I’ve used the concept of “2ab” once before, a day after the Prime Minister used the term in a much lampooned remark, to explain why we need Net Neutrality. I turn to the same concept again to explain why communal harmony is necessary for economic growth.
Some 4-5 days back, a mob entered the house of one Muslim guy who was allegedly cooking beef, and lynched him to death. In response, rather than booking the mob, the police sent meat sample from the victim’s house to “test if he was actually cooking beef” – as if its confirmation as beef would justify the murder.
I’ve mostly been off social media (and hence not fully following the story) since then, but RSS leader Tarun Vijay hasmade some remarks about “lynching on suspicion being wrong“, and star Indian Express columnist Pratap Bhanu Mehta has laid the blame at the Prime Minister’s feet. Mehta writes (HT: V Anantha Nageswaran):
The blame for this has to fall entirely on Modi. Those who spread this poison enjoy his patronage. This government has set a tone that is threatening, mean-spirited and inimical to freedom. Modi should have no doubt that he bears responsibility for the poison that is being spread by the likes of Culture Minister Mahesh Sharma and Vijay — whether through powerlessness or design is irrelevant. But we can be grateful to Vijay for reminding us that the threat to India’s soul emanates from the centre of power, almost nowhere else. It is for that centre, and Modi in particular, to persuade us otherwise.
Now there were two kinds of people Modi appealed to when he came to power in a resounding victory last year – bigots and aspirers. The former hoped that Modi would “teach a lesson to the Muslims”. The latter hoped that Modi would help accelerate economic growth, after a mostly useless and scam-ridden UPA2 government. And Modi might have thought that these two goals are compatible (else it would make no sense to court these two constituencies). Even in theory they are not.
The Gross Domestic Product (GDP), whose growth rate is seen as a bellwether of the economy’s performance, is a measure of the amount of trade. Trade can be external (let’s set that aside for now) and internal. There are many factors that determine the extent of internal trade (trade between the people of the country), but at the margin, it is proportional to the number of possible pairs of people who can trade with each other.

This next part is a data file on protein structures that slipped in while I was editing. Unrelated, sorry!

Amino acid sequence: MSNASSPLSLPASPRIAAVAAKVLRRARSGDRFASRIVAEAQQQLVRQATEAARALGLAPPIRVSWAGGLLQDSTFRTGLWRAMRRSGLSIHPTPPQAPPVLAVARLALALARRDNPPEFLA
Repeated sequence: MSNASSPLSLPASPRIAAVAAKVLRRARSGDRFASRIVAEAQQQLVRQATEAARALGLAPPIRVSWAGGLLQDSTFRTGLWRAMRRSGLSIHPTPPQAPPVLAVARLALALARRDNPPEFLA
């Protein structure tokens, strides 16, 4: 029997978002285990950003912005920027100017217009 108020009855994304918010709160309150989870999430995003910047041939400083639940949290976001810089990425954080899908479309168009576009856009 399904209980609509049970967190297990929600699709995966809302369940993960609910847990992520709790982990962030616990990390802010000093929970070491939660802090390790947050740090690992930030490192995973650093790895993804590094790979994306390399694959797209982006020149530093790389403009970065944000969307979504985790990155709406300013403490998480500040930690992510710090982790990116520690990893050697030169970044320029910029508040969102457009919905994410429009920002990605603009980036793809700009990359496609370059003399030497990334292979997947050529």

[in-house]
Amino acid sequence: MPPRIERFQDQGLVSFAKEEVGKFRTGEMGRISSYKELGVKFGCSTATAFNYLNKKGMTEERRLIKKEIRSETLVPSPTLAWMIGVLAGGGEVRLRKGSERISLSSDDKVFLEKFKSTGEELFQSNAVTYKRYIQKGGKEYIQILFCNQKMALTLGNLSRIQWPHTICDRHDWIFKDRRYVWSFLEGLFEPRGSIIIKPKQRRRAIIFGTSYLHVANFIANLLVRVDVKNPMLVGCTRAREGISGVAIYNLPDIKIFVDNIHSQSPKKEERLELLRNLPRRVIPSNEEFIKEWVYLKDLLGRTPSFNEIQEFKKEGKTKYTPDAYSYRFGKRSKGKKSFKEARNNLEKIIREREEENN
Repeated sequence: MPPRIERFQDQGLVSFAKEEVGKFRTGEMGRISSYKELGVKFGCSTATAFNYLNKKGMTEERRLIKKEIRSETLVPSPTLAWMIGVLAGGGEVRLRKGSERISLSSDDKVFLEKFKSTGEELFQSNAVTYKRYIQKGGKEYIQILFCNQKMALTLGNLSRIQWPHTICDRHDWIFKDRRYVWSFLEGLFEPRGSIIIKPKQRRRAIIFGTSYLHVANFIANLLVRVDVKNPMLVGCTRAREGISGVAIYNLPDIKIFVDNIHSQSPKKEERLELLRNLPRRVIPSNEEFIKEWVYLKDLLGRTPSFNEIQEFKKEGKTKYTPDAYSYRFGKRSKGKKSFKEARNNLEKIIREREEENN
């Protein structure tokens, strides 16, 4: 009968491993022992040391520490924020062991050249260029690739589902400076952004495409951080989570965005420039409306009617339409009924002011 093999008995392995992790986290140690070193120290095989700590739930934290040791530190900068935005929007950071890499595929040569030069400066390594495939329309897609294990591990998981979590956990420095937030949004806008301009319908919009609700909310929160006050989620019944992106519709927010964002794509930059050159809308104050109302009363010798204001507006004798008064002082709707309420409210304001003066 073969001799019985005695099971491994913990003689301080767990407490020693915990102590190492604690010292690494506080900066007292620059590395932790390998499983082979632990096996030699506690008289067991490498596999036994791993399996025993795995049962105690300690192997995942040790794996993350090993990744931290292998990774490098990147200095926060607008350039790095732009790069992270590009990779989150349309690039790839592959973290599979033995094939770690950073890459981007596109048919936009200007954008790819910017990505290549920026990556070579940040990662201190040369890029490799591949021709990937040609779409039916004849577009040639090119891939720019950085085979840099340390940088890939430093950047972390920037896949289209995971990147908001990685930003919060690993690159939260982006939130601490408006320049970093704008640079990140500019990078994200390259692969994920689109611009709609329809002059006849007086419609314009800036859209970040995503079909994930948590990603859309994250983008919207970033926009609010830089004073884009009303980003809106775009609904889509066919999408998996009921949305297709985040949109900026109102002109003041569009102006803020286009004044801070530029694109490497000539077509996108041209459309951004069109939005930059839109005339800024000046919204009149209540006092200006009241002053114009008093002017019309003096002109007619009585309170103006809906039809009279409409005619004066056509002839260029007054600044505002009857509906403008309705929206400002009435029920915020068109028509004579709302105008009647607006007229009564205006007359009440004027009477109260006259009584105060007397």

In other words, trade is another of those quantities that follows Metcalfe’s Law, and depends on strong network effects. If the number of people in a place (region or country or state or city) is , and if everyone can trade with one another, the number of possible trading relationships is .
Despite the development of the rule of law and Contract Acts and court-brokered dispute settlements, people typically trade with other people they can trust. In the past, this meant that certain families or communities had a monopoly over trade. Over time, with the development of laws and contracts and courts, this has expanded. Yet, people still hesitate to trade with people they don’t trust.
So what happens when there is communal or caste disharmony? Then you will not trust someone who belongs to another caste or community or religion because of the person’s community (and notwithstanding the person’s personal characteristics). And if you don’t trust them, you don’t trade with them. And what does this mean for the total volume of trade?
It’s time to bring out our expansion. If you have two communities of sizes and , in the absence of trust between the communities, the total trade in the community is ceteris paribus proportional to . If the two communities live harmoniously and have enough mutual trust that communal differences have no bearing on trade, the total trade in the community is ceteris paribus proportional to . The difference between the two? of course!
Communal distrust and the lack of communal harmony ends up restricting the number of possible trading partners for each person, and thus we lose out in terms of the correlation term. In other words, bigotry costs us in terms of GDP growth.
Lastly, even if the government of the day is concerned more about the welfare of one particular community over another, communal harmony makes sense. For by creating distrust, people belonging to the government’s favourite community are denied trade with people of the less favoured community. And this adversely impacts the more favoured community!